Features of Marginal Costing
The features of marginal costing are as follows:
1) It is a technique of analysis and presentation of costs that helps management in taking many managerial decisions and is not an independent system of costing such as process costing or job costing.
2) All elements of cost-production, administration and selling and distribution are classified into variable fixed and variable. and fixed components. Even semi-variable costs are analyzed.
3) The variable costs (marginal costs) are regarded as the costs of the products.
4) Profitability of departments and products is determined by their Contribution margin.
5) Closing stock is valued at variable cost.
Objectives of Marginal Costing
The following are the objectives of marginal costing:
1) Aggregate fixed cost remains constant at all levels of output and sales. As a result, the total cost does not change in proportion to the change in output.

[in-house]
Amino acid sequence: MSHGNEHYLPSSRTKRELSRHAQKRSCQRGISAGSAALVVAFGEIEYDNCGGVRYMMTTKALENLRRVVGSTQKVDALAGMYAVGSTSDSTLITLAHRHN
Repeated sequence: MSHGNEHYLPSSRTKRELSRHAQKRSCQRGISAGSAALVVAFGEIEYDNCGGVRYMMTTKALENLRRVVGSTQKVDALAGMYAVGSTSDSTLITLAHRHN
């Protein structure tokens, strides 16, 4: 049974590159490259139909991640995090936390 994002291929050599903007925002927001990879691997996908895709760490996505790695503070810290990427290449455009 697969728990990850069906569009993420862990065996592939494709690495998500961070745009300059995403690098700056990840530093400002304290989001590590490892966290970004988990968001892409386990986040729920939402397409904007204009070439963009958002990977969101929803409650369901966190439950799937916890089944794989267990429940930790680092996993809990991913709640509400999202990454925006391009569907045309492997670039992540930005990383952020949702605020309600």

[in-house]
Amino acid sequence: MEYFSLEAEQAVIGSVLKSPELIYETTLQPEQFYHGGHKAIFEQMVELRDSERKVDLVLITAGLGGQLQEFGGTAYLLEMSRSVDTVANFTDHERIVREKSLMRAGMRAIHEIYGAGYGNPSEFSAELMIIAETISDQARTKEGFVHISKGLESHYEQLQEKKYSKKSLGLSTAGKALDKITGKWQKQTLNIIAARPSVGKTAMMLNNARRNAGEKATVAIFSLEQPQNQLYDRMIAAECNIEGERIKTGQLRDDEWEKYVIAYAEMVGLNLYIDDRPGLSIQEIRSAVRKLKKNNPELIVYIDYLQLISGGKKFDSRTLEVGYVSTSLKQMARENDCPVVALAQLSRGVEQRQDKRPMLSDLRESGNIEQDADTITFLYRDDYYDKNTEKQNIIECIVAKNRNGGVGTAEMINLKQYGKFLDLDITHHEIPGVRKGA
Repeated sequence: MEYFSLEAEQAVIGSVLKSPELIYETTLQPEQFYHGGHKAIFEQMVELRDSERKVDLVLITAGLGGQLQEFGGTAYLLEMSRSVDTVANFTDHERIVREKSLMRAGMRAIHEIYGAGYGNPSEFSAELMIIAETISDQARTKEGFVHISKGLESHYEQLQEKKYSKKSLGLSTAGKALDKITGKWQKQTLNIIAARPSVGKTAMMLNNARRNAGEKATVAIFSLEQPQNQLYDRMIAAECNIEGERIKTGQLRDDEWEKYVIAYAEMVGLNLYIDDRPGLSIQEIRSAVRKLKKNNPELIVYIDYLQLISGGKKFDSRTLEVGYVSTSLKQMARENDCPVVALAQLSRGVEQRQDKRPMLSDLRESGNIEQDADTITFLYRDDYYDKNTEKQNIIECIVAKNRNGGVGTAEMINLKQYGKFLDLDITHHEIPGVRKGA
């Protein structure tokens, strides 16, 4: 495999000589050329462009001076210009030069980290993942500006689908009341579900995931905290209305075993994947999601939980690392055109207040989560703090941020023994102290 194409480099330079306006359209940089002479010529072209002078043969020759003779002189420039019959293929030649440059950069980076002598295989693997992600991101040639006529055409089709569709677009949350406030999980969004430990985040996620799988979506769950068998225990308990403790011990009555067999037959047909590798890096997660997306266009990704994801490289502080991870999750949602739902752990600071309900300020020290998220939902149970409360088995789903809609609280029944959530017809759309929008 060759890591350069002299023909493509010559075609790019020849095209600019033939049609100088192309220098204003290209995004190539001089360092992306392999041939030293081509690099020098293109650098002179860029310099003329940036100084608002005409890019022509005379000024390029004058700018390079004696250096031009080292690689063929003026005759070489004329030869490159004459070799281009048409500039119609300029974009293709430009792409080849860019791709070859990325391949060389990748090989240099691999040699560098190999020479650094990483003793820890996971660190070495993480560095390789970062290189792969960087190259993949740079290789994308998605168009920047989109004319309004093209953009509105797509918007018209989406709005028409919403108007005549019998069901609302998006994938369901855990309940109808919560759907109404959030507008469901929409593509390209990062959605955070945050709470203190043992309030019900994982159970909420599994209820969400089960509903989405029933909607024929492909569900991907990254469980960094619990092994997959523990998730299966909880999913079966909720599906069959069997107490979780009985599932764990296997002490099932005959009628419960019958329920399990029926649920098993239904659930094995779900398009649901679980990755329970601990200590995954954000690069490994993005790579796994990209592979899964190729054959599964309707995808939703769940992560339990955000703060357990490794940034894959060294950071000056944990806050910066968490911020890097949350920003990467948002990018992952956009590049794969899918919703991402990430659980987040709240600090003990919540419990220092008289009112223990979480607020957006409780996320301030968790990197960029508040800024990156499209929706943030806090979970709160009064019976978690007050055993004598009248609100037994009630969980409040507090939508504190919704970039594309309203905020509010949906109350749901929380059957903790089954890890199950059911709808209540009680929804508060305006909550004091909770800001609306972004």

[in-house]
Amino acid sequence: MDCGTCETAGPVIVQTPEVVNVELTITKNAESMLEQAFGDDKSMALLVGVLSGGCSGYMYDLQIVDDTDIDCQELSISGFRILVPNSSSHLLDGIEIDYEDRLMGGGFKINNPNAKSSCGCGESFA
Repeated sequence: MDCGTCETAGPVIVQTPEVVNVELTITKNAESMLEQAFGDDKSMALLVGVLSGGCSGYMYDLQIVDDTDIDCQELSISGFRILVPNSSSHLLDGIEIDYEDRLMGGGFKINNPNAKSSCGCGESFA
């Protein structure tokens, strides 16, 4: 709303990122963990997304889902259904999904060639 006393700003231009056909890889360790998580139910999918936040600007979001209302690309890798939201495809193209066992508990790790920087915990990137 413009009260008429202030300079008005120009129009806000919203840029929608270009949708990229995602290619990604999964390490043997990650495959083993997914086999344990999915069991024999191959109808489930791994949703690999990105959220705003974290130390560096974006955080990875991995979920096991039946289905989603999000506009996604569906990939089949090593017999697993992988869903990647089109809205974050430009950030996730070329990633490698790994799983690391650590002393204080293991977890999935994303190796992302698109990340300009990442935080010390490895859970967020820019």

2) Inclusion of fixed costs as product cost leads to variations in cost per unit based on different levels of activities during different periods.
3) Once facilities have been installed and fixed costs have been committed, these are incurred irrespective of capacity utilization.
4) Fixed costs are identifiable with a particular accounting period. Therefore it is improper to carry forward fixed costs to a subsequent year as part of inventory valuation.
5) Since fixed costs are not influenced by the level of output and sales, these are irrelevant for most decisions at the operations stage. Fixation of the minimum price, dumping, acceptance or rejection of an order, the decision to produce or shut down, decisions regarding product mix, etc., are all guided by variable cost and differential cost, not by fixed cost. Hence, there is a need for marginal costing